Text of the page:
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Columbus Crew signing Chris Cadden tests MLS training, solidarity payment system

FIFA’s training and solidarity payments compensate teams who pay for the development of young players.

Columbus Crew SC's signing of Chris Cadden will test MLS' commitment to paying training and solidarity payments according to FIFA laws. (AP Photo/Jay LaPrete, File)

COLUMBUS, Ohio — One of the many signings that Columbus Crew SC made during the secondary transfer window was Scottish midfielder/defender Chris Cadden from Motherwell. Due to roster limitations, Columbus then loaned Cadden to Oxford United for the remainder of the 2019 season. Cadden’s contract will Motherwell had expired, but  there’s still a question of whether he will cost the Crew anything due to training and solidarity compensation rules.

FIFA’s system of training and solidarity payments is meant to compensate teams who pay for the development of young players. It is separate from a transfer fee, though the size of the transfer fee can affect the amount of the solidarity payment.

Normally, Cadden would be a free signing for a Major League Soccer team since he was out of contract. However, in April, MLS announced it will respect training and solidarity payments for the first time in the league’s history. Cadden, who came through Motherwell’s academy, would be subject to those payments.

First, there’s the training payment. This is given to any club that developed a player who then makes an international move — during or at the end of his contract — before the end of the season in which he turns 23 years old. Cadden is 22.

To determine the amount owed when there is no transfer fee, FIFA divides teams into four tiers. Category 1 is the highest. Category 4 is the lowest, and teams in that category are not required to pay training fees.

There is no formal document listing all the teams in each tier, but rankings are established based on a club’s financial investment in training players. Basically, the more money a team invests in its academy, the larger the payment would be. 


Sources involved in the transaction told Pro Soccer USA that MLS teams have not yet been categorized, which gives them a default ranking of Category 4. Motherwell believes the Crew should be at least Category 2, which would bring a sizable fee to Motherwell. However, due to the default Category 4 designation, they have not received any compensation.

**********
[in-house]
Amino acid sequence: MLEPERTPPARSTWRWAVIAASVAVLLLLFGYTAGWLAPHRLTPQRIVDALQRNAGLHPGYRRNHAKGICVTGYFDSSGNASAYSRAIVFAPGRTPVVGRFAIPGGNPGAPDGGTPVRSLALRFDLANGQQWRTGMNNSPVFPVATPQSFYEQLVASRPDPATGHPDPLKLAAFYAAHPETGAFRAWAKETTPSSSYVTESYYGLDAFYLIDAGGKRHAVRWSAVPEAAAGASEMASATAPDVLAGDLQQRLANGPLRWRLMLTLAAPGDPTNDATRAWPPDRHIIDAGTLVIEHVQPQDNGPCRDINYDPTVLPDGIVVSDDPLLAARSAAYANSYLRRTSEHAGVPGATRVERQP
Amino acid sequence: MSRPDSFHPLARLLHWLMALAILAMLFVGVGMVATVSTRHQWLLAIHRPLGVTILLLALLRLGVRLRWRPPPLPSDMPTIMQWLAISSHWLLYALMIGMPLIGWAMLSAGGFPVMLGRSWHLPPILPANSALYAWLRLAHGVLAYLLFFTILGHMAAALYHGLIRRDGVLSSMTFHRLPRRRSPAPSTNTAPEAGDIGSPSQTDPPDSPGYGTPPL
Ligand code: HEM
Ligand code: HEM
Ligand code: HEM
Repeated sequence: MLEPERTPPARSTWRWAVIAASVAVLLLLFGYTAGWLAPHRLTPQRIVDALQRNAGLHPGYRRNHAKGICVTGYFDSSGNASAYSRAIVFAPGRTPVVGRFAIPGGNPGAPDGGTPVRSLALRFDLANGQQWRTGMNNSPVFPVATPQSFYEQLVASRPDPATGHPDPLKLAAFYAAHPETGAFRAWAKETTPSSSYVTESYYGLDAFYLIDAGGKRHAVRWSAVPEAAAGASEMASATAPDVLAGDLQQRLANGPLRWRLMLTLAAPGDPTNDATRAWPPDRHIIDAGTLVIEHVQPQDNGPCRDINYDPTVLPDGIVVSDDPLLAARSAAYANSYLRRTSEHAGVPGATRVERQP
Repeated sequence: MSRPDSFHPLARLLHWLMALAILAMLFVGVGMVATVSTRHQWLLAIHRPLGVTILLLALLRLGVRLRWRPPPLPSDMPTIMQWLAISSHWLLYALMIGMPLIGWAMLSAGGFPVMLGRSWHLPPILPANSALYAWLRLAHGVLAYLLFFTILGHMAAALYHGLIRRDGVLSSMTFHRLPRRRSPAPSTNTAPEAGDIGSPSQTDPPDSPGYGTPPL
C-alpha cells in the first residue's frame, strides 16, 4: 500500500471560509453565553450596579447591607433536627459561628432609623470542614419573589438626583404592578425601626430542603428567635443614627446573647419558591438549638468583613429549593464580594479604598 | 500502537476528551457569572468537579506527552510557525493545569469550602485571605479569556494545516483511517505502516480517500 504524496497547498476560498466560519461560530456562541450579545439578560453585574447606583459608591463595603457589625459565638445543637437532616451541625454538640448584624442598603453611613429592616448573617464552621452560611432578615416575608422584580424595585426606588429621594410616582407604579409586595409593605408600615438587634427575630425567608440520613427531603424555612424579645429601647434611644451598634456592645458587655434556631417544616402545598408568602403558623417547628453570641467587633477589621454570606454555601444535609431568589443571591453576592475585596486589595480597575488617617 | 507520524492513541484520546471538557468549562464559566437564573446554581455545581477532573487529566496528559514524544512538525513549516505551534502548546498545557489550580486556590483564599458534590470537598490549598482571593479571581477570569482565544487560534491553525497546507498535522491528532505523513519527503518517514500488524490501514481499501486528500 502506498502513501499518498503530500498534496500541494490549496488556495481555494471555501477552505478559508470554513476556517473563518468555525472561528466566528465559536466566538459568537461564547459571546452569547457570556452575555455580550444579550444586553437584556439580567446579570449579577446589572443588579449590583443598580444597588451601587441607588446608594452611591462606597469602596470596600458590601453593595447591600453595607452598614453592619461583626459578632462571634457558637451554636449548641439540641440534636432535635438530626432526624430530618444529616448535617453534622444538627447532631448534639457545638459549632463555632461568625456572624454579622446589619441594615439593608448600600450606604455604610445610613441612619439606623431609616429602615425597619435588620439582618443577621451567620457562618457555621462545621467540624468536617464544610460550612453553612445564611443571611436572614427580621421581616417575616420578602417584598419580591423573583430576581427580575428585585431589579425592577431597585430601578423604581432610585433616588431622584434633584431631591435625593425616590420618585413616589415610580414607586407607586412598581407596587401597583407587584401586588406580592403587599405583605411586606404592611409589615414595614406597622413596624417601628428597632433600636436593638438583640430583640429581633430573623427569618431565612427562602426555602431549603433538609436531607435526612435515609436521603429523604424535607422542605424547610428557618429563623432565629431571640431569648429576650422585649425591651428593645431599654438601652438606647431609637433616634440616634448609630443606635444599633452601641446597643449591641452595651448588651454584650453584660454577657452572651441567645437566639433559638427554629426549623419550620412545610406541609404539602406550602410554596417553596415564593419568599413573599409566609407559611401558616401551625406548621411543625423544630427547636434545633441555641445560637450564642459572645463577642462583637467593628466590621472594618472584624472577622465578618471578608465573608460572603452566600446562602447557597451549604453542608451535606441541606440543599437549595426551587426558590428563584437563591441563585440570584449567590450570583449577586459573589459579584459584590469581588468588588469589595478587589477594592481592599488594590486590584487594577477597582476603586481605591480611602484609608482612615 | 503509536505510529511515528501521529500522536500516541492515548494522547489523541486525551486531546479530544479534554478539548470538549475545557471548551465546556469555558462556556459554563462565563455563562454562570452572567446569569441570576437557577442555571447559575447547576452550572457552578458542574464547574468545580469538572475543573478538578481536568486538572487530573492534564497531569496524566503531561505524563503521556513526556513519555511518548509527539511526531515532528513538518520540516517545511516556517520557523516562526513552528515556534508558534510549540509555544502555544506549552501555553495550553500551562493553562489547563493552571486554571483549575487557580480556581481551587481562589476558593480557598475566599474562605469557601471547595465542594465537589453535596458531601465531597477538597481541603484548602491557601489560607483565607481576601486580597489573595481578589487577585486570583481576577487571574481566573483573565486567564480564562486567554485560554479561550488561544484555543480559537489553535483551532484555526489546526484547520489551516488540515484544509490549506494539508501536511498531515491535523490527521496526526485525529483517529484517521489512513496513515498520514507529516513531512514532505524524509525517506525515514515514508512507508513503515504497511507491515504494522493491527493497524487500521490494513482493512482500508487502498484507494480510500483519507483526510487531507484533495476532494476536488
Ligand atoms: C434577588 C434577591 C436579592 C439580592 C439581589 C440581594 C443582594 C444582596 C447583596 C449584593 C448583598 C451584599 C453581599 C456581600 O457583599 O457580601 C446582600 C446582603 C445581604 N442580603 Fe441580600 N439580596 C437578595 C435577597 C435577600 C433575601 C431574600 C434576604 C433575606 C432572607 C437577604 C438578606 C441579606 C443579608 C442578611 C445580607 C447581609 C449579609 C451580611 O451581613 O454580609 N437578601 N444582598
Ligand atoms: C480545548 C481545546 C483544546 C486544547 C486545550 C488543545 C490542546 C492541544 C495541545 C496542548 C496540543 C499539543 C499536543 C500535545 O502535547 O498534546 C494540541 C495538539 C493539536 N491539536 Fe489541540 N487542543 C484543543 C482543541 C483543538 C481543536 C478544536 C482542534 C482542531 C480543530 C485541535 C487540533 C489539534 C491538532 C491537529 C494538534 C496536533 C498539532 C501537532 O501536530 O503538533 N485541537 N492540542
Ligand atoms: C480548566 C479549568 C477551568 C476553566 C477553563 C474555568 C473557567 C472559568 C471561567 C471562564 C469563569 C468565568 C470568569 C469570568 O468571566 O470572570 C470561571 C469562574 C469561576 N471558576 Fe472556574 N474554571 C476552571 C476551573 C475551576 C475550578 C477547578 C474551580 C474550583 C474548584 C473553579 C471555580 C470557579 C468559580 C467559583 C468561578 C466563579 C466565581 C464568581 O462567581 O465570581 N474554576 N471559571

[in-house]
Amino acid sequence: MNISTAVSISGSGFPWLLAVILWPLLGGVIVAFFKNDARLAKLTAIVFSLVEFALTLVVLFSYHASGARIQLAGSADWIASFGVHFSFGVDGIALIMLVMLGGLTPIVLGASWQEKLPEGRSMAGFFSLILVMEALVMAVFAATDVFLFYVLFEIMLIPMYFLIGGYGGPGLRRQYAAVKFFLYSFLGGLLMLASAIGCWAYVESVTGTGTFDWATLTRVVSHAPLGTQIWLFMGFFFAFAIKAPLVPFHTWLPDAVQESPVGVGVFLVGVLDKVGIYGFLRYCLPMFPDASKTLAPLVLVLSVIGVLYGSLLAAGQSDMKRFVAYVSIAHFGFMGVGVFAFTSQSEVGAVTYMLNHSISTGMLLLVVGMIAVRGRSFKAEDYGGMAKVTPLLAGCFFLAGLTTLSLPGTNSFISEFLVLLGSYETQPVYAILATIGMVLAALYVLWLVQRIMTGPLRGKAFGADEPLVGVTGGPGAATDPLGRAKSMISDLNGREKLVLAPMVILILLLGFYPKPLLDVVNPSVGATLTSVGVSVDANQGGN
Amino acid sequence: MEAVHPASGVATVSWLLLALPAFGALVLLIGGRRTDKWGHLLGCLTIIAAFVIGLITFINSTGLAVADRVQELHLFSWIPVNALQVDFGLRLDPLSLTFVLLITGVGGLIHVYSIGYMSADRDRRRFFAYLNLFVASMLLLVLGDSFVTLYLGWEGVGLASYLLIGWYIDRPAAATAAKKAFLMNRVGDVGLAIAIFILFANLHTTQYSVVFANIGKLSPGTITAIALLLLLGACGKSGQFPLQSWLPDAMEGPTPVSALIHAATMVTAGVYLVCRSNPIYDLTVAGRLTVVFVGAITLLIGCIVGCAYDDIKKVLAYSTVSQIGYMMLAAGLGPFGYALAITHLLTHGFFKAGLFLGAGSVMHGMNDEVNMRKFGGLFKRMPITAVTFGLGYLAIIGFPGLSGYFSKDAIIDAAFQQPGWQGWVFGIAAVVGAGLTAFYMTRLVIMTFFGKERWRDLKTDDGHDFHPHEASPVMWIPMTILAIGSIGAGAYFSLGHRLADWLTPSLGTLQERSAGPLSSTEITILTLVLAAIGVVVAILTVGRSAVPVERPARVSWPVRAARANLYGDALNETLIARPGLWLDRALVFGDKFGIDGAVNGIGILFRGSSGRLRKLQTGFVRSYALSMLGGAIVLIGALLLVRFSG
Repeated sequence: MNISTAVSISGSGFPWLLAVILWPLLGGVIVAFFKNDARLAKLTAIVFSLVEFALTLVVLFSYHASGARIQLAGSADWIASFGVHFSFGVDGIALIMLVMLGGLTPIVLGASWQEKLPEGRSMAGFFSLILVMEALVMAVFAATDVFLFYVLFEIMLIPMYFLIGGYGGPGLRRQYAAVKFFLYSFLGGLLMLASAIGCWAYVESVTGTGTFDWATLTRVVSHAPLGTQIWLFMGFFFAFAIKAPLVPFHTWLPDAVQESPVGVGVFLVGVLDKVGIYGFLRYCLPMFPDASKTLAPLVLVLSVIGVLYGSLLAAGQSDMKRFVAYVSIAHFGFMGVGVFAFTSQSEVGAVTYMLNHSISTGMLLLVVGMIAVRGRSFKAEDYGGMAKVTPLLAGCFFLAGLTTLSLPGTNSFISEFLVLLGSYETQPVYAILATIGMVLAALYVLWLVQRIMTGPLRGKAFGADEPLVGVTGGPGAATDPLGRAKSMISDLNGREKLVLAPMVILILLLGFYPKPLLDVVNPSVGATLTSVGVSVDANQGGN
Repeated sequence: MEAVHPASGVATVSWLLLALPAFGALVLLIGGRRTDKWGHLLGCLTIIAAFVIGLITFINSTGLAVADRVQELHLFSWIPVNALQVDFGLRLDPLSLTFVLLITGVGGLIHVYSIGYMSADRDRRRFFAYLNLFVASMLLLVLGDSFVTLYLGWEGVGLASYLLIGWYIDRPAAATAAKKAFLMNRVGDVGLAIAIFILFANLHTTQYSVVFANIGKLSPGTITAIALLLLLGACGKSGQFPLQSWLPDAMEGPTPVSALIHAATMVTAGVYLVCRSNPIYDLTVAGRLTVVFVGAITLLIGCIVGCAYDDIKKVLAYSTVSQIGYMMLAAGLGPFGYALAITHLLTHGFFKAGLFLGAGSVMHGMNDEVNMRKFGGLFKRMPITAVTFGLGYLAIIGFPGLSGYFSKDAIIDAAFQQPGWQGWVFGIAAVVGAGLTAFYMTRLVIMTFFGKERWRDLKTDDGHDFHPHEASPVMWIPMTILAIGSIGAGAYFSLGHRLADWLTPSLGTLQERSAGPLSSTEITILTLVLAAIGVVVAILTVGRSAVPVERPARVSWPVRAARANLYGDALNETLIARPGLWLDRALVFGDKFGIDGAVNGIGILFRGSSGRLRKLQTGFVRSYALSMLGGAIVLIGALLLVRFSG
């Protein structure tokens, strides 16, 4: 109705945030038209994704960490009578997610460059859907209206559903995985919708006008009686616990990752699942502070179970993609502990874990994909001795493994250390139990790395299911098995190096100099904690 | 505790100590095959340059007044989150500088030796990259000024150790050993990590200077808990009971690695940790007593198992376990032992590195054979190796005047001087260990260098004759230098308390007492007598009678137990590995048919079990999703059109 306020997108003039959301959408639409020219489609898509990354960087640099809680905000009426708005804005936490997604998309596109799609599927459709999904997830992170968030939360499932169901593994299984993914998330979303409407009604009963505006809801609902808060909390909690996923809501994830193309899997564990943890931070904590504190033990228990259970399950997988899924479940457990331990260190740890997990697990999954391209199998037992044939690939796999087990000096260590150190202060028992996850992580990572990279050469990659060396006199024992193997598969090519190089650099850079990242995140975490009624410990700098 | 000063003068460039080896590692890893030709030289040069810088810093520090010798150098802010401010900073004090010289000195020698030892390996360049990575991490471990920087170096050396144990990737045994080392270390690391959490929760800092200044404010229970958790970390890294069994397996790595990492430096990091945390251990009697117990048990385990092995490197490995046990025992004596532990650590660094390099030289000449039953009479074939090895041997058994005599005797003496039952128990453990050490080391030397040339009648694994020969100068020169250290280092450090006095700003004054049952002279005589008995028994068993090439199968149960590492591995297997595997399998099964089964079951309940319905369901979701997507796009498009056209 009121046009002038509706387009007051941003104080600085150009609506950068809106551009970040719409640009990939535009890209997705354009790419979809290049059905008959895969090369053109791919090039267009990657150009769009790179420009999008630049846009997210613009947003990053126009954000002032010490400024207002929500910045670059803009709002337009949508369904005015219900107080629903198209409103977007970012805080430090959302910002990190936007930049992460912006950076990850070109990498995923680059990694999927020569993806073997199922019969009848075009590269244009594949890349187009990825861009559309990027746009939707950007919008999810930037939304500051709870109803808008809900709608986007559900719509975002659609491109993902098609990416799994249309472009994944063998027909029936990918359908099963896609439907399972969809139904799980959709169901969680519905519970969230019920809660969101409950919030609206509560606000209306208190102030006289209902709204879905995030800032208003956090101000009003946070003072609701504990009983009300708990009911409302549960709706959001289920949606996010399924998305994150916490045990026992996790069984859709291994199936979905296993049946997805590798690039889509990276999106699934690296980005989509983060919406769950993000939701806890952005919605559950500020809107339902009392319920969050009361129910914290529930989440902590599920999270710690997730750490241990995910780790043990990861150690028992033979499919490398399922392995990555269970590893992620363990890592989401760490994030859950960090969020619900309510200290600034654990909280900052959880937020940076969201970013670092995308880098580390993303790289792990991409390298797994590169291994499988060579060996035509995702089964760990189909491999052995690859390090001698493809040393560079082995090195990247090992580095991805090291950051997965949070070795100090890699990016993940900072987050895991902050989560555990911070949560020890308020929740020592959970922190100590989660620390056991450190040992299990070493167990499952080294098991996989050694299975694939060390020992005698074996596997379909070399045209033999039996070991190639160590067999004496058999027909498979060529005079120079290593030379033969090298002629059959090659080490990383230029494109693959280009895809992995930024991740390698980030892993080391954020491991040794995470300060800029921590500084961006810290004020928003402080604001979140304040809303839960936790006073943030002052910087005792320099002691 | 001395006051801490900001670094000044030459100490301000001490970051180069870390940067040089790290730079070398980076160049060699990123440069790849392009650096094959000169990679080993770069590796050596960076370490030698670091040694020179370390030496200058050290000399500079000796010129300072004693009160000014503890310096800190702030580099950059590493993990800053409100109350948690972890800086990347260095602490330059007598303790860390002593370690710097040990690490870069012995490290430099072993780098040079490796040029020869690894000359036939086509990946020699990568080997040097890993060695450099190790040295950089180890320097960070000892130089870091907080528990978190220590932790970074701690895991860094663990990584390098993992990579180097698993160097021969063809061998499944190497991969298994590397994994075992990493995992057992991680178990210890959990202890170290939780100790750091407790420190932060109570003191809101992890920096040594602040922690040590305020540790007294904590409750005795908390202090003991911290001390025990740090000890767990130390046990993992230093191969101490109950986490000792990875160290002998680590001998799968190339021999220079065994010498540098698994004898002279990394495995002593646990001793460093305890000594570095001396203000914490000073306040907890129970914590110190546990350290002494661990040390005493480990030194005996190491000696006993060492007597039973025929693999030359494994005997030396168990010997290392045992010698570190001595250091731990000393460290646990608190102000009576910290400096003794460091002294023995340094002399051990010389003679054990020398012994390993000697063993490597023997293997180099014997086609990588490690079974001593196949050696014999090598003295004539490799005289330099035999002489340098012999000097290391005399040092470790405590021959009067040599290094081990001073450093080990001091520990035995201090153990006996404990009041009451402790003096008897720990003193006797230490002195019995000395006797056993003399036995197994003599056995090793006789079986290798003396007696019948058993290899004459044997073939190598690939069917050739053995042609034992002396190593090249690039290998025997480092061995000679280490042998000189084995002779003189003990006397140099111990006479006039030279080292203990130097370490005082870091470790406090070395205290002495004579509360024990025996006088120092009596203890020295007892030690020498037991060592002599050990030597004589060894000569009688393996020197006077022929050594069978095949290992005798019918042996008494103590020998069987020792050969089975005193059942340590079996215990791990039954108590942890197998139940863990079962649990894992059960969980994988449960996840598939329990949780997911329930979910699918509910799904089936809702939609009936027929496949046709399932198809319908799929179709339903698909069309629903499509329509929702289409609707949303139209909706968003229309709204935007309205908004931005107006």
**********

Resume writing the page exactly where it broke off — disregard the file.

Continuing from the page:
There’s also a solidarity payment at play since Columbus loaned Cadden to Oxford United. Any player transferred or loaned before his 23rd birthday is subject to a solidarity payment to clubs that developed him equal to 5% of the amount of the transfer or loan fee, according to FIFA laws. A spokesman for the Crew declined to comment on whether the club received a loan fee from Oxford United.

But Motherwell is upset because Oxford United, a Category 3 club, was previously interested in Cadden but did not want to pay the required solidarity payment of about $300,000 and seems to have found a loophole by getting him on loan from the Crew.

An MLS spokesperson confirmed the league and Motherwell have entered negotiations to find an amicable resolution to the situation, which would likely result in Motherwell receiving some amount of compensation. If the sides do not come to an agreement, Motherwell may take the case to FIFA for resolution, according to sources involved in the transaction. 

A Columbus Crew spokesman declined to comment, stating the issue was a league matter.  Motherwell has not returned a request for comment. 

The issue of training and solidarity payments has been a hot-button topic because MLS long refused to honor the world-accepted system. The reversal of position in April came after years of increased investment in MLS academies. 

“Participating in these globally established systems will allow MLS clubs to continue providing young domestic players with opportunities to achieve their professional aspirations free of charge and make increased investments in the elite training offered through MLS academies,” read a statement released by the league in April.

The decision brought a swift rebuke from the MLS Players Association, which believes solidarity payments hinder player movement.

”Players develop best when they have choices on where they play. The systems of training compensation and solidarity payments were designed by FIFA to make it harder for players to change clubs,” MLSPA Executive Director Bob Foose told Pro Soccer USA when asked about Cadden’s case. “Both domestically and abroad, payments under these systems are distributed arbitrarily, without any analysis of the quality of the organizations to which they are distributed.

“At the end of the day, these systems are about generating revenue, not about improving the game and certainly not about helping players.”




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